May 11, 2011
By Robert Field, professor of law and public health at Drexel University: Do you know anyone who died of polio or from a cup of water? If you live in America, probably not. But in many countries, such tragedies are still common. We in the United States owe our good fortune to the work of public health. It protects our health and well-being on a national scale. Public health is different from health care. The latter is the range of services we receive from doctors, nurses, and others.
February 4, 1991 |
In November 1989, the voters of Montgomery County overwhelmingly voted to create a county health department - 52,734 in favor, 31,646 opposed. Rosellen Burcin was one of the naysayers. Burcin is the local health officer for Lansdale Borough - and far from the only opposition voice among her counterparts. "It's a touchy subject," she says of the long-standing controversy over local health monitoring versus countywide monitoring. "The populace is perceiving that we (health officers)
November 25, 2002 |
At a time of growing public-health concerns - bioterrorism, West Nile disease, obesity - programs to develop experts to deal with such problems are sprouting in the Philadelphia region - and across the nation. These new programs train people for jobs in health departments, health systems, drug firms, and community health groups. There are now at least six graduate-level public-health programs in Southeastern Pennsylvania and one in South Jersey. Four have been launched in just the last year.
May 13, 2010 |
Delaware County residents would benefit from leadership in and coordination of public health systems, according to a study discussed Wednesday night at a rare nighttime County Council meeting. The study also identified gaps in coverage that indicate room for improvement in such areas as outreach for smoking and alcohol consumption, bicycle helmet use, Lyme disease, and sexually transmitted diseases. About 50 people attended the meeting with the council and researchers. In June 2008, the county contracted with Johns Hopkins University's Bloomberg School of Public Health to survey its public health services and identify needs.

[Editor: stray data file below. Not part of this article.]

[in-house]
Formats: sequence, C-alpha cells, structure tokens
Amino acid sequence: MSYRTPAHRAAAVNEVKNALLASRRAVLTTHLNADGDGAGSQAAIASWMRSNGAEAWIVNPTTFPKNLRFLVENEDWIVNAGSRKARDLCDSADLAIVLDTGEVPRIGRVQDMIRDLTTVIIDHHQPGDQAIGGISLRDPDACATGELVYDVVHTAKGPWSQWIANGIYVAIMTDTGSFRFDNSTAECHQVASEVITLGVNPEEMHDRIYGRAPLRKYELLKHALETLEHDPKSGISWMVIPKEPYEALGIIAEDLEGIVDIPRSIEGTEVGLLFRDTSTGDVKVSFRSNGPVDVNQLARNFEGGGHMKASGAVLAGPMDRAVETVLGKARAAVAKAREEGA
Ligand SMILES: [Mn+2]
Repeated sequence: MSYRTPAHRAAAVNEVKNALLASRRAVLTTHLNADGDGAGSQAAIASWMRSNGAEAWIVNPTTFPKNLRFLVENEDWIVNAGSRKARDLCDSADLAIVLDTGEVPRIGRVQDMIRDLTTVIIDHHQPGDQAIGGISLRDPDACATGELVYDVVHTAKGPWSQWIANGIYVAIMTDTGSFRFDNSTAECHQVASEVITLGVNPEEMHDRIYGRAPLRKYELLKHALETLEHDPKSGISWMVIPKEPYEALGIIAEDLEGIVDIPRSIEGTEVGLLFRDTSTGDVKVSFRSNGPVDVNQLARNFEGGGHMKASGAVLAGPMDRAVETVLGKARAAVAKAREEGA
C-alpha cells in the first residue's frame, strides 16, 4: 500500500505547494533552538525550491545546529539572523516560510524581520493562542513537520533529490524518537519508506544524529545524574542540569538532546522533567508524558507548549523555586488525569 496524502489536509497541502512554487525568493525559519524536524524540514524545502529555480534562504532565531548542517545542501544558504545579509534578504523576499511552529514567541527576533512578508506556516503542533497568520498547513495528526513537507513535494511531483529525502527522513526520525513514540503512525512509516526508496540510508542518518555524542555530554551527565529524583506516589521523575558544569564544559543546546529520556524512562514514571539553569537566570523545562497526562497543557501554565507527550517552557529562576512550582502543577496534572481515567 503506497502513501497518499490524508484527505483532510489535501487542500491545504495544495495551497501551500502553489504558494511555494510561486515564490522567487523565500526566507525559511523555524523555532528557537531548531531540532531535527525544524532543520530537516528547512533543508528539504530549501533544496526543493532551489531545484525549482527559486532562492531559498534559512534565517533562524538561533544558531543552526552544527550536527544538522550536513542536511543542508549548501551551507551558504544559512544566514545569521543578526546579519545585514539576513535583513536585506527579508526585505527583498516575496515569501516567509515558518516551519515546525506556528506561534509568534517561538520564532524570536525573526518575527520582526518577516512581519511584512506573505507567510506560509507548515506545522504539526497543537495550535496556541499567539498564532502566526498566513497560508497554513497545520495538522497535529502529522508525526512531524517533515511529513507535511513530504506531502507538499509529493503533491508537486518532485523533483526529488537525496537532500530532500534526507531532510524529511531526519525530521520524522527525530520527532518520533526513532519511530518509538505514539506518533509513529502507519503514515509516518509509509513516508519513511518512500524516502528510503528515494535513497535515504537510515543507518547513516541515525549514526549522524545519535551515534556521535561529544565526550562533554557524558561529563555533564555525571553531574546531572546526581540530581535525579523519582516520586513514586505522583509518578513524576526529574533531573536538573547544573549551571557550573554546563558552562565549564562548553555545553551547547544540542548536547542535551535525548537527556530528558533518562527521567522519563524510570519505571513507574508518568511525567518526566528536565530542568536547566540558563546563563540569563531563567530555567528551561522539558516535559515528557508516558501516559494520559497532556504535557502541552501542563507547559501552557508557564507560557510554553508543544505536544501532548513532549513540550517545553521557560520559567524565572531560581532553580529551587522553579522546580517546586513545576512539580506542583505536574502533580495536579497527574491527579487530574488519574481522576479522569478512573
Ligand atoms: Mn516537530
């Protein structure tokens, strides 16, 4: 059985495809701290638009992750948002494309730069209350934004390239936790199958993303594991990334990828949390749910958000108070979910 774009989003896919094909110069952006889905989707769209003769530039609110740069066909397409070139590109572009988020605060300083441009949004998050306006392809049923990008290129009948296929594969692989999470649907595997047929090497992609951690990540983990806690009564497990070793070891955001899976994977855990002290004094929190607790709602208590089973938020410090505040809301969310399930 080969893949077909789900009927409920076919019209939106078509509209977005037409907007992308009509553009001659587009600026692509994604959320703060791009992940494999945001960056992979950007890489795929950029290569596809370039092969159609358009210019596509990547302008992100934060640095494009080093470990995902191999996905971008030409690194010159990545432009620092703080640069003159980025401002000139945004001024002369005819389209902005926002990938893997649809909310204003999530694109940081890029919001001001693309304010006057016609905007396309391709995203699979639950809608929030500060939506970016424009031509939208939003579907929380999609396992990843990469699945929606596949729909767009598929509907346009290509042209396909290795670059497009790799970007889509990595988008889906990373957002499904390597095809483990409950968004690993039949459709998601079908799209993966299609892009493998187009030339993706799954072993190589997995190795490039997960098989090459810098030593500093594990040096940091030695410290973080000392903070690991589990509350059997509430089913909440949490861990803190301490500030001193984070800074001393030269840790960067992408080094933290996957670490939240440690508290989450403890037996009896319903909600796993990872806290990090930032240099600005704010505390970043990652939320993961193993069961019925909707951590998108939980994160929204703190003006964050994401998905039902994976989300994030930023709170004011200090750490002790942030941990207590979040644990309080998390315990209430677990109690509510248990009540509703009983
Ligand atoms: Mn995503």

August 19, 2002 |
Philadelphia's only school of public health has a new dean. Marla Gold, an infectious disease specialist, stepped into the job this month at Drexel University. She replaces Robert O. Valdez, who resigned to become a professor in Drexel's business school, according to university officials. Gold didn't need to move far to become dean. Her new digs at 1505 Race St. are only a block from her AIDS/HIV clinic on Vine Street, where she and colleagues put together the largest practice of its kind in Philadelphia.
May 4, 1988
They threw everything but rotten tomatoes at Health Commissioner Maurice C. Clifford when he appeared before City Council late last month. The bad blood might surprise most folks since Dr. Clifford keeps an exceedingly low profile in a city that ranks right up there with the worst in the nation in terms of infant mortality, teen pregnancy and AIDS. In a nutshell, that's part of the problem: Dr. Clifford is a gentlemanly physician who, at 67, gives the impression he's stepping back from the fray, at a time when the city's health problems show no sign of slackening.
March 25, 2010 |
Robert M. Patterson, 63, of Center City, a professor of public health at Temple University who researched environmental health hazards, died of pancreatic cancer March 14 at home. During his career, Dr. Patterson was involved in 35 research projects, including setting guidelines for workplace exposure to chemical substances, studying the exposure of commuters to motor-vehicle pollutants, and researching the electrical conductivity of power-line workers' boots. He helped Philadelphia Air Management Services develop asbestos regulation and served on Philadelphia's Air Pollution Control Board.
August 29, 2007 |
James McAnaney, 55, of Northeast Philadelphia, an investigator for agencies tracking AIDS and other sexually transmitted diseases who devoted half his life to public health, died Thursday of non-Hodgkins lymphoma at Thomas Jefferson University Hospital. Mr. McAnaney began his career in New York as a U.S. Centers for Disease Control representative in the early 1980s. "He canvassed neighborhoods and knocked on doors in Brooklyn, investigating sexually transmitted diseases," said his wife of 16 years, Suzy Drinan.
October 24, 2004 |
For Allison Oler, the severe shortage of influenza vaccine is more than a story on the nightly news. As the mother of three children, she knows that her house will be incapacitated for a week if - or is it when? - the flu arrives. Worse, as a primary-care physician, she has several thousand high-risk patients who are now without an inoculation that could save their lives. Five years ago, there wasn't much interest in the vaccine; now it is more precious than a winning lottery ticket, and its distribution seems just as random.